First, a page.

Article Text

Download PDFPDF

Classification and management of refractory coeliac disease
  1. Alberto Rubio-Tapia,
  2. Joseph A Murray
  1. Division of Gastroenterology and Hepatology, Department of Medicine, Mayo Clinic College of Medicine, Rochester, Minnesota, USA
  1. Correspondence to Dr Joseph A Murray, 200 First Street SW, Rochester, MN 55905, USA; murray.joseph{at}mayo.edu

Abstract

Refractory coeliac disease (RCD) is defined by persistent or recurrent malabsorptive symptoms and villous atrophy despite strict adherence to a gluten-free diet (GFD) for at least 6–12 months in the absence of other causes of non-responsive treated coeliac disease and overt malignancy. Symptoms are often severe and require additional therapeutic intervention besides a GFD. RCD can be classified as type 1 (normal intraepithelial lymphocyte phenotype), or type 2 (defined by the presence of abnormal (clonal) intraepithelial lymphocyte phenotype). Patients with RCD may never have responded to a GFD or may have relapsed despite adherence and initial response to the GFD. RCD type 1 usually improves after treatment with a combination of aggressive nutritional support, adherence to a GFD, and alternative pharmacological therapies. By contrast, clinical response to alternative therapies in RCD type 2 is less certain and the prognosis is poor. Severe complications such as ulcerative jejunitis and enteropathy-associated T cell lymphoma may occur in a subgroup of patients with RCD. The aims of this article are to (1) review recent advances in the diagnosis and management of patients with RCD, and (2) describe current and novel methods for classification of patients with RCD into categories that are useful to predict outcome and direct treatment.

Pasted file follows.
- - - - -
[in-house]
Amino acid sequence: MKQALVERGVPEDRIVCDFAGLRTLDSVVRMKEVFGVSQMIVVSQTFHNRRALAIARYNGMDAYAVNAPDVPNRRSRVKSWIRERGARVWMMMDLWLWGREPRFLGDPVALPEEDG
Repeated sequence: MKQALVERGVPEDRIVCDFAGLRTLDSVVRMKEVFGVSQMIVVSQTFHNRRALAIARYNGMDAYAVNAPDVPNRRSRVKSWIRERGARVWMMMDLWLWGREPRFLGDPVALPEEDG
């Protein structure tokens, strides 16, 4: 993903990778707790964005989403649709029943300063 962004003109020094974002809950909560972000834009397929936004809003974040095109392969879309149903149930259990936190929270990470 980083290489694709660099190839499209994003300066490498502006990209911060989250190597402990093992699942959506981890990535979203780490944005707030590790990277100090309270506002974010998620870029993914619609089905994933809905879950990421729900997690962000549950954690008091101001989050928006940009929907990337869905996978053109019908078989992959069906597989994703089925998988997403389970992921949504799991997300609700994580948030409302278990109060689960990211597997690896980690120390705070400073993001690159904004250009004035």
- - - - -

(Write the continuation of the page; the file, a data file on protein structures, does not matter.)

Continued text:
• Lymphoma
  • sprue
  • clone
  • serology
  • intraepithelial lymphocytes
  • ASCT
  • autologous hematopoietic stem cell transplantation
  • CD
  • coeliac disease
  • EATL
  • enteropathy-associated T cell lymphoma
  • EMA
  • endomysial antibodies
  • GFD
  • gluten-free diet
  • HLA
  • human leucocyte antigens
  • MRI
  • MRI
  • PET
  • positron emission tomography
  • RCD
  • refractory coeliac disease
  • tTGA
  • tissue transglutaminase antibodies
View Full Text